The author did not come across as humorous as she obviously intended but instead a bit pathetic, needy, and in need of ego-stroking. She obviously has nothing to prove in the way of mothering or any of her vast accomplishments yet one cannot help but get the sense that she is bragging for attentions sake. We get that she attended Harvard but still grew up middle class, gave birth to an actor whom we have had to have seen in something what with all the name dropping she did on his behalf. I really wanted to identify with this mom but because of the boastful way she came across, had a hard time doing so.

In addition to this, maybe I am old-school but I have always believed that a book was something to be elevated past an article written for any magazine or a blog on the internet. Nowadays, it seems that anyone who has any story to tell can tell it in a book along with a shiny new cover and prime real estate in any Barnes & Noble as long as they have the right contacts. This book was seriously a misguided attempt. It was literally all over the place, went off on unrelated tangents that seemed completely beside the supposed point. It just did not seem well thought out or executed but yet something that just met the requirements of a deadline.
Coiril
I picked up this book in the PARENTING section and was so excited. I quickly opened to the introduction, a great story about the day-to-day reality of other people thinking they know better that you do how to parent your own children. Not a single one of the essays in this book have ANYTHING to do with living in a world of competitive parenting, or really parenting AT ALL. Just because you write a story about yourself and you happen to have children, whom you may or may not even mention in a given story, doesn't make this a parenting book. I might have enjoyed this book if I picked it up in the non-fiction section or biography section, but what a total disappointment. I wish I had kept my recepit.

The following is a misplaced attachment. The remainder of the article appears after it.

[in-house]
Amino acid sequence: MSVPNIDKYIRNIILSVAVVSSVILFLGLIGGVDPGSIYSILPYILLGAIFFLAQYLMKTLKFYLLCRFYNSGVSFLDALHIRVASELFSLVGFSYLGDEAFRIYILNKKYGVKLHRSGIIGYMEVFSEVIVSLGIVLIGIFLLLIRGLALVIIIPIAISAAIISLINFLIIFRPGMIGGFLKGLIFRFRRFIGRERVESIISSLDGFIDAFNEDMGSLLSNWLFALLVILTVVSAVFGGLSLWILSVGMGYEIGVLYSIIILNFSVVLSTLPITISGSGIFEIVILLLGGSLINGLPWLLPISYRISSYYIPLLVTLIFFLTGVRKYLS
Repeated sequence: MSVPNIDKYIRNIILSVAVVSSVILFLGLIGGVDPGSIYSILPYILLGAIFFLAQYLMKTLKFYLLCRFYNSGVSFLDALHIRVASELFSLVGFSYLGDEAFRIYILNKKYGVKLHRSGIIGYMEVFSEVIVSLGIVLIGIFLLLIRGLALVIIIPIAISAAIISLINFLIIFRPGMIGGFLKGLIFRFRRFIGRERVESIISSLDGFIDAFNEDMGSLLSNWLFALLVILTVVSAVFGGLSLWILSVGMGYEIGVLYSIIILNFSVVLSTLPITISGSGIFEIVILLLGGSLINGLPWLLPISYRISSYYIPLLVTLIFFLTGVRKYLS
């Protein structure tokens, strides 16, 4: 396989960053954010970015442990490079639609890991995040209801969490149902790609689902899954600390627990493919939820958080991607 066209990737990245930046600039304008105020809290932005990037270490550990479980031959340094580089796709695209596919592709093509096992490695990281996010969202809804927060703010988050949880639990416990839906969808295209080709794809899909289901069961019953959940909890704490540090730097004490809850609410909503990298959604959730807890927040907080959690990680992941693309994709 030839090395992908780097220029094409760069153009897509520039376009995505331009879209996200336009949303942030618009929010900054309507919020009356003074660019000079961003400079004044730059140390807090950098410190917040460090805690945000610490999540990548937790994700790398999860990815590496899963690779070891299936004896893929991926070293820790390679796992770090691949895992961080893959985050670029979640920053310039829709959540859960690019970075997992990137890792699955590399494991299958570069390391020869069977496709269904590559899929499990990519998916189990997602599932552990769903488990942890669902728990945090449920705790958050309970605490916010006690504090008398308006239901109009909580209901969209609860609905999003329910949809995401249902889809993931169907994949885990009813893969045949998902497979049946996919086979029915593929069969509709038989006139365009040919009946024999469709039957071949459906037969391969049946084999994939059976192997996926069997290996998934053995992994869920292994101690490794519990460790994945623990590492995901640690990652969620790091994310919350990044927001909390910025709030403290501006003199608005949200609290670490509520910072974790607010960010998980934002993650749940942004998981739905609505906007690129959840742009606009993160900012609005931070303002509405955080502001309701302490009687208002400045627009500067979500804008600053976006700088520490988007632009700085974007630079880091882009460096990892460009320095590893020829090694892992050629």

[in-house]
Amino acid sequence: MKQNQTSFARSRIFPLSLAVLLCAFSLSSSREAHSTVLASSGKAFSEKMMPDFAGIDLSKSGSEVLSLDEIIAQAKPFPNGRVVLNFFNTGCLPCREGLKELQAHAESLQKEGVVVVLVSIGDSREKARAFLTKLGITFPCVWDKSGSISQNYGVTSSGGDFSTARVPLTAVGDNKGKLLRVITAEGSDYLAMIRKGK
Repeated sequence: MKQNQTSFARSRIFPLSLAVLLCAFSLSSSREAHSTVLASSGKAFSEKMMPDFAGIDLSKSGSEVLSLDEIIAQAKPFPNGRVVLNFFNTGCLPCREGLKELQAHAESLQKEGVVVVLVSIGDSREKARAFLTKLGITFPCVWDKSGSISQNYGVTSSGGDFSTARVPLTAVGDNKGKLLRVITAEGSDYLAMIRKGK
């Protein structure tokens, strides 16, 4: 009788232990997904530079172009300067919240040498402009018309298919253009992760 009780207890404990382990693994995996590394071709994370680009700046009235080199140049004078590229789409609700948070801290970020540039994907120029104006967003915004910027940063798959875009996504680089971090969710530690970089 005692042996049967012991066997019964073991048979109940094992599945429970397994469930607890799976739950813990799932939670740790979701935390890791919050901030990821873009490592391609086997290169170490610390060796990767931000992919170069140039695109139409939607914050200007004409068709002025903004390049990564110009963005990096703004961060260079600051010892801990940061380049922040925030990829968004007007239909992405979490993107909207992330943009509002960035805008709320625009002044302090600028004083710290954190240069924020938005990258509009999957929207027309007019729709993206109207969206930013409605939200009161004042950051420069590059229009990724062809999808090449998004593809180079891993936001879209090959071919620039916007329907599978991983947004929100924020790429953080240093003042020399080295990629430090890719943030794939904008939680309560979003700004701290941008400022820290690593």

Having attended the author's book discussion, let me first address the other reviews which complain about marketing! The author herself admitted that the title was somewhat misleading, but that it was her publisher's choice to market the book in this way. Sometimes, a writer has no choice in these matters. That said, most of the stories do address dealing with the naziism of other parents, as well as "maternal combustion."

I'll agree that it's not the best collection ever, by far, but there are several stories worth the read; funny, frustrating, sad, etc. If you do not feel compelled to purchase the book, at least borrow it from the library. You'll decide which stories hit you, and which do not.